Govora Monastery

The monastery was partially constructed during the reign of Vlad Dracul Voivode (ruling prince), to the end of the 14th century and the beginning of the 15th century. In 1440, during the reign of his son, Vlad Ţepeş Voivode, it was devastated by boyar (noblemen) Albu cel Mare, and thereafter reconstructed during the reigns of Vlad Călugarul Voivode and Radu cel Mare Voivode between 1492 and 1496.

The exterior of the church was craftsmanship decorated and the windows were embellished with elegant frames made of sculpted stones. The paintings inside the church were executed by master-painters Iosif, Hranite, Teodosie, and Ştefan, under the earnest care of Monk Paisie, the spiritual adviser of the monastery. The iconostasis is an exquisite piece of inestimable value; the icons were painted having a golden background.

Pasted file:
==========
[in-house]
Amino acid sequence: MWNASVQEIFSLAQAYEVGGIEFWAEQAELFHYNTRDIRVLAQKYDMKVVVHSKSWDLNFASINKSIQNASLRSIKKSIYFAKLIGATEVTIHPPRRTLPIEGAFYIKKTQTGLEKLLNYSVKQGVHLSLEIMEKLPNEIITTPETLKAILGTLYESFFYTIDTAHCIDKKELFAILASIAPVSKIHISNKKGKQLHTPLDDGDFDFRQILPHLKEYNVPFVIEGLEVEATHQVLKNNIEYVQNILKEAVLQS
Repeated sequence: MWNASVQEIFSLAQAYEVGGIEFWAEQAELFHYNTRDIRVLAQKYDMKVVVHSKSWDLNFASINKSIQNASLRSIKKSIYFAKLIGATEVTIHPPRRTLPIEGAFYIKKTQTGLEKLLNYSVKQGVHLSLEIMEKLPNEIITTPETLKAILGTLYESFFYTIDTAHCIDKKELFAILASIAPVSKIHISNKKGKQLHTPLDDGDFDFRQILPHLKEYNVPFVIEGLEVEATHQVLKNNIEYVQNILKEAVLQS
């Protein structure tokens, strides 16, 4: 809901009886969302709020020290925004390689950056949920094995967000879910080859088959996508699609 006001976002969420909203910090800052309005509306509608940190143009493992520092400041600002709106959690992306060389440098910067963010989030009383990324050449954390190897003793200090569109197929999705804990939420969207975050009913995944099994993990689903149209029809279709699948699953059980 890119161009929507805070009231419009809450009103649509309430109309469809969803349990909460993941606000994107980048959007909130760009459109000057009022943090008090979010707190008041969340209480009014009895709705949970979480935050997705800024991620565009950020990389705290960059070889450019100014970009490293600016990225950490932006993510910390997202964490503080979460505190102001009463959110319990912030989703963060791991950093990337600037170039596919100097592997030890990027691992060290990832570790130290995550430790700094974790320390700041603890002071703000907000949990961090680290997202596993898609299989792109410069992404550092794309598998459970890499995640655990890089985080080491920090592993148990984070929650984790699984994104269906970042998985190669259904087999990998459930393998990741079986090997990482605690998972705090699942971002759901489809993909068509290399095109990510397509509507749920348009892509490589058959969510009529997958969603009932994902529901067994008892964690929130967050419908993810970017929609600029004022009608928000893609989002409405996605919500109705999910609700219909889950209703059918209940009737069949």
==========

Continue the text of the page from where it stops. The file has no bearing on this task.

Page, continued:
The monastery underwent thorough repairs and alterations during the reign of Matei Basarab Voivode between 1640 and 1645. These restorations were made including for installing the printing press that had been donated to the monastery by Petru Movilă, Metropolitan of Kiev. In 1775 the refectory was constructed. The belfry tower and the monastic outbuildings, which are situated on the northern side of the holy establishment, were constructed at the beginning of the 18th century and several significant enlargements and structural modifications were made in the 19th century.

Between 1636 and 1642, in the printing house of the Govora Monastery, there were printed (in the Slavonic language) the following remarkable liturgical books: The Psalter, which was printed in 1637, The Small Book of Religious Rules and Regulations, which was printed in 1640, and the Govora Book of Rules and Regulations – which was the first code of religious regulations written in the Romanian language, subsequent to the printed works of Deacon Coresi (which had been published in Braşov, in the southern part of Transylvania). The rooms of the old printing house have been preserved until now.

The monastic complex was thoroughly renovated in 1957 and in 1969. (from 100 Romanian Monasteries)